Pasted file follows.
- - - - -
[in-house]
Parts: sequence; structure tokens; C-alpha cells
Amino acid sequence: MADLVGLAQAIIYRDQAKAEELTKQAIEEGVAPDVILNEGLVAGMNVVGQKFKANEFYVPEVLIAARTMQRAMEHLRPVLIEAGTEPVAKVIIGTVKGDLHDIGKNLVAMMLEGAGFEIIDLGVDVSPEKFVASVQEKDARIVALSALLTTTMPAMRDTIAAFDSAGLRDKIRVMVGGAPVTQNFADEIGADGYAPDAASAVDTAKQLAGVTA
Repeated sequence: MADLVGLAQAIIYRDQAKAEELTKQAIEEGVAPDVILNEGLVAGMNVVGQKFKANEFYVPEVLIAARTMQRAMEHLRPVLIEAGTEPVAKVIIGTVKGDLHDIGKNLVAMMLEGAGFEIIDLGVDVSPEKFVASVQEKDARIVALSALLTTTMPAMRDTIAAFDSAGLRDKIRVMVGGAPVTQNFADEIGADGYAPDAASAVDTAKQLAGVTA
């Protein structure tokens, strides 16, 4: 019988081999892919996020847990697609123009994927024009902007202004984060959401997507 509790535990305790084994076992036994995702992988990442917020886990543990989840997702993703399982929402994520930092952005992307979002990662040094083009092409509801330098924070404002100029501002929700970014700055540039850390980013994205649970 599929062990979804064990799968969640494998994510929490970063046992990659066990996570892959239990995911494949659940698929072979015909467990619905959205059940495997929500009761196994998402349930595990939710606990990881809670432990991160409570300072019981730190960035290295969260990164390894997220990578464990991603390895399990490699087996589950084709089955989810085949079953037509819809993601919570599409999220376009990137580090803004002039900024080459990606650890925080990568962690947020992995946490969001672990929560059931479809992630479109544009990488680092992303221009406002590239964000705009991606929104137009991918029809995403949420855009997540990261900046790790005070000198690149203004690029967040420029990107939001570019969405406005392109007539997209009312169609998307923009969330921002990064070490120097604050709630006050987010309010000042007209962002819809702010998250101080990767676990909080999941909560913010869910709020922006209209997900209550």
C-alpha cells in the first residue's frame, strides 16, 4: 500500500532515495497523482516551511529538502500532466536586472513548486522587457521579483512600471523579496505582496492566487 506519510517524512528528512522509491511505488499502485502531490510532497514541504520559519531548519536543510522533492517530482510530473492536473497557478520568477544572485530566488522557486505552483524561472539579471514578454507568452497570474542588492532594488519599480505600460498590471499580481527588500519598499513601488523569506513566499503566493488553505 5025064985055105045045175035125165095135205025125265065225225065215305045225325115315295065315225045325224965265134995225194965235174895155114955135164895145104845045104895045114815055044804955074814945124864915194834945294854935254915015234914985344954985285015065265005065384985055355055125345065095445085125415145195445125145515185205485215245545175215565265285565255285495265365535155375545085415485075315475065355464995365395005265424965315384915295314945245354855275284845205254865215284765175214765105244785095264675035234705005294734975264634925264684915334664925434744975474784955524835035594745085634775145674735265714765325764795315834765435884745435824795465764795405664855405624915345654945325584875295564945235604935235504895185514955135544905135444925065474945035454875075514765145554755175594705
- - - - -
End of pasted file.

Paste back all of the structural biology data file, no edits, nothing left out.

[in-house]
Parts: sequence; structure tokens; C-alpha cells
Amino acid sequence: MADLVGLAQAIIYRDQAKAEELTKQAIEEGVAPDVILNEGLVAGMNVVGQKFKANEFYVPEVLIAARTMQRAMEHLRPVLIEAGTEPVAKVIIGTVKGDLHDIGKNLVAMMLEGAGFEIIDLGVDVSPEKFVASVQEKDARIVALSALLTTTMPAMRDTIAAFDSAGLRDKIRVMVGGAPVTQNFADEIGADGYAPDAASAVDTAKQLAGVTA
Repeated sequence: MADLVGLAQAIIYRDQAKAEELTKQAIEEGVAPDVILNEGLVAGMNVVGQKFKANEFYVPEVLIAARTMQRAMEHLRPVLIEAGTEPVAKVIIGTVKGDLHDIGKNLVAMMLEGAGFEIIDLGVDVSPEKFVASVQEKDARIVALSALLTTTMPAMRDTIAAFDSAGLRDKIRVMVGGAPVTQNFADEIGADGYAPDAASAVDTAKQLAGVTA
């Protein structure tokens, strides 16, 4: 019988081999892919996020847990697609123009994927024009902007202004984060959401997507 509790535990305790084994076992036994995702992988990442917020886990543990989840997702993703399982929402994520930092952005992307979002990662040094083009092409509801330098924070404002100029501002929700970014700055540039850390980013994205649970 599929062990979804064990799968969640494998994510929490970063046992990659066990996570892959239990995911494949659940698929072979015909467990619905959205059940495997929500009761196994998402349930595990939710606990990881809670432990991160409570300072019981730190960035290295969260990164390894997220990578464990991603390895399990490699087996589950084709089955989810085949079953037509819809993601919570599409999220376009990137580090803004002039900024080459990606650890925080990568962690947020992995946490969001672990929560059931479809992630479109544009990488680092992303221009406002590239964000705009991606929104137009991918029809995403949420855009997540990261900046790790005070000198690149203004690029967040420029990107939001570019969405406005392109007539997209009312169609998307923009969330921002990064070490120097604050709630006050987010309010000042007209962002819809702010998250101080990767676990909080999941909560913010869910709020922006209209997900209550």
C-alpha cells in the first residue's frame, strides 16, 4: 500500500532515495497523482516551511529538502500532466536586472513548486522587457521579483512600471523579496505582496492566487 506519510517524512528528512522509491511505488499502485502531490510532497514541504520559519531548519536543510522533492517530482510530473492536473497557478520568477544572485530566488522557486505552483524561472539579471514578454507568452497570474542588492532594488519599480505600460498590471499580481527588500519598499513601488523569506513566499503566493488553505 5025064985055105045045175035125165095135205025125265065225225065215305045225325115315295065315225045325224965265134995225194965235174895155114955135164895145104845045104895045114815055044804955074814945124864915194834945294854935254915015234914985344954985285015065265005065384985055355055125345065095445085125415145195445125145515185205485215245545175215565265285565255285495265365535155375545085415485075315475065355464995365395005265424965315384915295314945245354855275284845205254865215284765175214765105244785095264675035234705005294734975264634925264684915334664925434744975474784955524835035594745085634775145674735265714765325764795315834765435884745435824795465764795405664855405624915345654945325584875295564945235604935235504895185514955135544905135444925065474945035454875075514765145554755175594705